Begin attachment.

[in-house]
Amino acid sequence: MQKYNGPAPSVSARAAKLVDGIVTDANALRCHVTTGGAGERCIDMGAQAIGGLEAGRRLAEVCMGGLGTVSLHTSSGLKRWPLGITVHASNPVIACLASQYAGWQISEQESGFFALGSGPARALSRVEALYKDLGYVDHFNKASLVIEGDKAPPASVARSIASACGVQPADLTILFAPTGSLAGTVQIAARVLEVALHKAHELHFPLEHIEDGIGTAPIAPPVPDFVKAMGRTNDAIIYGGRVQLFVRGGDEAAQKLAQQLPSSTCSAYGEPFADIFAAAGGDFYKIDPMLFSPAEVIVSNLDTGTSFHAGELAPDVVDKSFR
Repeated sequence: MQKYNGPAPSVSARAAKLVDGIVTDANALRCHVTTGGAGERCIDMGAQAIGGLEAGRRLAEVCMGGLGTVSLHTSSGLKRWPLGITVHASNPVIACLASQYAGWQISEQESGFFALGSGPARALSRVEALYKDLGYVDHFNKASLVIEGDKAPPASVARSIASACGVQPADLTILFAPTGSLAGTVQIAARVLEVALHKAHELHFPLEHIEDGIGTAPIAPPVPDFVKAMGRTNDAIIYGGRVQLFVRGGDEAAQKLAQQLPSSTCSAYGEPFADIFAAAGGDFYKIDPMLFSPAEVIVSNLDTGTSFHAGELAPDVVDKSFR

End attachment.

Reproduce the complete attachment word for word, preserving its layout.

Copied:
[in-house]
Amino acid sequence: MQKYNGPAPSVSARAAKLVDGIVTDANALRCHVTTGGAGERCIDMGAQAIGGLEAGRRLAEVCMGGLGTVSLHTSSGLKRWPLGITVHASNPVIACLASQYAGWQISEQESGFFALGSGPARALSRVEALYKDLGYVDHFNKASLVIEGDKAPPASVARSIASACGVQPADLTILFAPTGSLAGTVQIAARVLEVALHKAHELHFPLEHIEDGIGTAPIAPPVPDFVKAMGRTNDAIIYGGRVQLFVRGGDEAAQKLAQQLPSSTCSAYGEPFADIFAAAGGDFYKIDPMLFSPAEVIVSNLDTGTSFHAGELAPDVVDKSFR
Repeated sequence: MQKYNGPAPSVSARAAKLVDGIVTDANALRCHVTTGGAGERCIDMGAQAIGGLEAGRRLAEVCMGGLGTVSLHTSSGLKRWPLGITVHASNPVIACLASQYAGWQISEQESGFFALGSGPARALSRVEALYKDLGYVDHFNKASLVIEGDKAPPASVARSIASACGVQPADLTILFAPTGSLAGTVQIAARVLEVALHKAHELHFPLEHIEDGIGTAPIAPPVPDFVKAMGRTNDAIIYGGRVQLFVRGGDEAAQKLAQQLPSSTCSAYGEPFADIFAAAGGDFYKIDPMLFSPAEVIVSNLDTGTSFHAGELAPDVVDKSFR